Report: Delaware River ranks fifth in U.S. in legal dumping

April 10, 2012 by  
Filed under Water Quality

More toxins are dumped into the Delaware River annually than all but four other U.S. waterways, according to a report released by an environmental group that wants tighter controls on water pollution.

The report, “Wasting Our Waterways,” compiled by Environment America, calls the Clean Water Act an “unfulfilled promise” in the 40th year of the federal law that requires a permit to discharge pollutants into navigable water.


The U.S. waterways with the most permitted toxic discharge in 2010, according industry reports to the EPA:

1. Ohio River 32.1*

2. Mississippi River 12.7

3. New River 12.5

4. Savannah River 9.6

5. Delaware River 6.7

States with the most toxins discharged into waterways:

1. Indiana 27.3

2. Virginia 18.3

3. Nebraska 14.7

4. Texas 14.5

7. Pennsylvania 10.1

12. New Jersey 8.5

* millions of pounds

Source: Environment America

It cites data submitted to the U.S. Environmental Protection Agency and says 10.1 million pounds of toxins were dumped into Pennsylvania waterways in 2010, ranking that state seventh. In New Jersey, 8.5 million pounds of toxins were discharged into its waterways, the 12th most of any state.

Those figures include 6.7 million pounds of toxins dumped into the Delaware River, which trailed only four other U.S. waterways.

“The problem is that government agencies allow these discharges to continue by issuing permits to pollute, a perverse interpretation of the Clean Water Act,” said Tracy Carluccio, deputy director of the Delaware Riverkeeper Network. “This has to stop if we want to provide a healthy, economically sound Delaware River for everyone.”

The data were reported to the EPA’s Toxic Release Inventory by industries that are permitted to discharge the toxins.

John Martin, a spokesman for EPA Region 2, which includes New Jersey, said the agency is pleased organizations are using the data “to make industries more transparent and to give citizens groups ” more information.

“We do a lot of enforcement in regard to ” tougher permitting,” Martin said. “We’re always looking to make sure that the waters of the U.S. remain clean and protect human health.”

Bob Considine, a spokesman for the New Jersey Department of Environmental Protection, said the department is skeptical of the numbers because the report doesn’t say when and how the pollutants were counted.

He said the department “works every day to ensure that companies are in compliance within the rules of their discharge permits, and it takes appropriate enforcement actions when they are not.”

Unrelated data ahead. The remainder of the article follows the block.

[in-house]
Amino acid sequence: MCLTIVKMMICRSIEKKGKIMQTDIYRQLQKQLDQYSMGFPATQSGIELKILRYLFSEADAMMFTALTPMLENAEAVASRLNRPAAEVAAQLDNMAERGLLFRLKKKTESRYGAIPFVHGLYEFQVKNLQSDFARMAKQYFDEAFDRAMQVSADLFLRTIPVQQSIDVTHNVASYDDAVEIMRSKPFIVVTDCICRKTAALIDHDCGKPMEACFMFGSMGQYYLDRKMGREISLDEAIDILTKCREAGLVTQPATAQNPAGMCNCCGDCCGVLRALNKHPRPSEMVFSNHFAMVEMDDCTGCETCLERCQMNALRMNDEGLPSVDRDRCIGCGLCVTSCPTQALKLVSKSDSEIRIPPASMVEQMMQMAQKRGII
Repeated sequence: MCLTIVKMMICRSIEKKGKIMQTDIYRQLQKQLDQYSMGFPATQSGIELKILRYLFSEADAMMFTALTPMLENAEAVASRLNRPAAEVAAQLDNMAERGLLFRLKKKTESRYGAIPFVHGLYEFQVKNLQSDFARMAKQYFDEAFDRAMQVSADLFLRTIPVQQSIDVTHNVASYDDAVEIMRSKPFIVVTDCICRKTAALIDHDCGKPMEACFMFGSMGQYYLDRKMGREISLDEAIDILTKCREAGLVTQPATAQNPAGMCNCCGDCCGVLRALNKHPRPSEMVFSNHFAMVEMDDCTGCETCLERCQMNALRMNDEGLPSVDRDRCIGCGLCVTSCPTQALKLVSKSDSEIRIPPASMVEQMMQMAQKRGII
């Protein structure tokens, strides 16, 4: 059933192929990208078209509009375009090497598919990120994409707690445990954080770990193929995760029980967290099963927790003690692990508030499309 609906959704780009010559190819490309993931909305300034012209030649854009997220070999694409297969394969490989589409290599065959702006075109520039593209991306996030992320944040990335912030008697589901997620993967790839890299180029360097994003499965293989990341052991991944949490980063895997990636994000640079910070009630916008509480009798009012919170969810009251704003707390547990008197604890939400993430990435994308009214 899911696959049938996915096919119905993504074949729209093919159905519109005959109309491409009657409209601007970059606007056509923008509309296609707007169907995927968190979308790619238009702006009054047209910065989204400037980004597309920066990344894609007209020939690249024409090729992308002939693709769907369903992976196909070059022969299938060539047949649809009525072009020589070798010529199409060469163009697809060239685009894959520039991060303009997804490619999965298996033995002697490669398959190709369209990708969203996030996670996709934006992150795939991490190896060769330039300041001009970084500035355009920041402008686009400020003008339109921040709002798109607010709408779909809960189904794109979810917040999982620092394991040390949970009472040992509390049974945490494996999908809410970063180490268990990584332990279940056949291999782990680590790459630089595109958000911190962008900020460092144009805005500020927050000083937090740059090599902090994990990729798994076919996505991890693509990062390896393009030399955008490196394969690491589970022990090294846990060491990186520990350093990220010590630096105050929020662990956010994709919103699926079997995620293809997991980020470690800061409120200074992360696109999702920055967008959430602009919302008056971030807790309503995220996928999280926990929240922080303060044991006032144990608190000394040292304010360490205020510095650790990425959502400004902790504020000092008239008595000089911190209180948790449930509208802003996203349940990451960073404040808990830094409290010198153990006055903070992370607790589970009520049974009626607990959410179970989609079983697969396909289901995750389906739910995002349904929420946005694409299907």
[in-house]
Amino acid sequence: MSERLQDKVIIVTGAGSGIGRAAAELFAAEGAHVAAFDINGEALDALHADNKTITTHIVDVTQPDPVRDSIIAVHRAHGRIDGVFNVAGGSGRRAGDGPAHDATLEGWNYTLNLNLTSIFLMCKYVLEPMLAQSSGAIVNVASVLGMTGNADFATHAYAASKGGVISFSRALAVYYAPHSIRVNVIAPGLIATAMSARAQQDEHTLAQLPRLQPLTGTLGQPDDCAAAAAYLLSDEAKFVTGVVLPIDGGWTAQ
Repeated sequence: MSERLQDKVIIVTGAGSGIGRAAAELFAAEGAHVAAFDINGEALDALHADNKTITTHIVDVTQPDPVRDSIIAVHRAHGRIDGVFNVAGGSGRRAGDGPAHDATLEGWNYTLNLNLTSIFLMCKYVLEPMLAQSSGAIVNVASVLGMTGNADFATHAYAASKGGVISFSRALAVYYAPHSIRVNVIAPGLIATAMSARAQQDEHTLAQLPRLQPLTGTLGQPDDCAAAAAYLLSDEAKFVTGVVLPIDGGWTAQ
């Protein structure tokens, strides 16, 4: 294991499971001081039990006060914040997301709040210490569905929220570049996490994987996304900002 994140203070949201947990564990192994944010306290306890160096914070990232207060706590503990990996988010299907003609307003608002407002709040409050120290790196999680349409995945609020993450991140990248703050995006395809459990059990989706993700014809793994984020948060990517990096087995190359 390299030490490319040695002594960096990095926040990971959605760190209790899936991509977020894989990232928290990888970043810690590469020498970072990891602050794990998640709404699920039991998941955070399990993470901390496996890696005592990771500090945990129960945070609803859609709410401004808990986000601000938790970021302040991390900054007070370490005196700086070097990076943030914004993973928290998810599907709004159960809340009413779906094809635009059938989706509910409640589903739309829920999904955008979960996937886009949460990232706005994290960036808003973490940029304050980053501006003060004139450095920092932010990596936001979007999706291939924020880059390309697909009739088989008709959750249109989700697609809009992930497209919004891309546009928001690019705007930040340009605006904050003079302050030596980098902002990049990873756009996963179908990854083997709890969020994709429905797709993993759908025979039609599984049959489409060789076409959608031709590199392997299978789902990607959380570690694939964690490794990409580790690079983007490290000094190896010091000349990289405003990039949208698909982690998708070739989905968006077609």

But the Riverkeeper Network and New Jersey Environment, the Garden State chapter of the group that did the study, want tougher standards. They’re calling for industries to reduce their discharges, for the Clean Water Act to apply to all waterways and the EPA to set pollution limits that would get stricter over time with stiff penalties.

The report says 226 million pounds of toxins were discharged into 1,400 U.S. waterways in 2010.

Online beach alert system wins award

April 8, 2012 by  
Filed under Water Quality

An innovative online project which provides real-time alerts on the cleanliness of Westcountry beaches has won a national award.

Beach Live was launched by South West Water last summer to provide live bathing water information about 21 popular or Blue Flag beaches across Devon and Cornwall.

It was developed by South West Water in partnership with Surfers Against Sewage, the Environment Agency, local authorities, tourism leaders and beach managers.

The website, which was named community project of the year at the annual Water Industry Achievement Awards, is set to be expanded to 40 beaches this summer.

South West Water chief executive Chris Loughlin said: “This is fantastic news and we are very proud that this key project has been acknowledged in this way.

“Sustainability, the environment and working in partnership and with our local communities is at the heart of what we do here so it is great to be recognised for our work in these areas. These awards are a testament to the hard work of our staff and all our partners.”

Cornwall Council portfolio holder for community safety and public protection Lance Kennedy said greater communication helped to “maintain confidence in the quality of Cornwall’s seas and beaches for residents and visitors alike”.

He said: “We already know we have some of the consistently best bathing water quality in Europe but we can’t just take that for granted. We have to show others that fact and demonstrate what is going on to keep it that way.”

Malcolm Bell, head of Visit Cornwall, added: “Beach Live is an exciting service which gives our visitors information they can use. It’s live information that adds to our world class beach management and our competitiveness.”

EPA Must Clean Up Its (Water) Act

April 6, 2012 by  
Filed under Water Quality

Your editorial “Supremes 9, EPA 0” (March 22) concluding that it is time for Congress to amend the Clean Water Act (CWA) was on target. This agency has lost its way particularly as it relates to administering the CWA. The EPA’s misguided policies are not limited to the private sector but hurt the public sector as well. Its unilateral and unbridled aggression to impose unfunded mandates based on interpretation of the CWA is having profound consequences on local governments.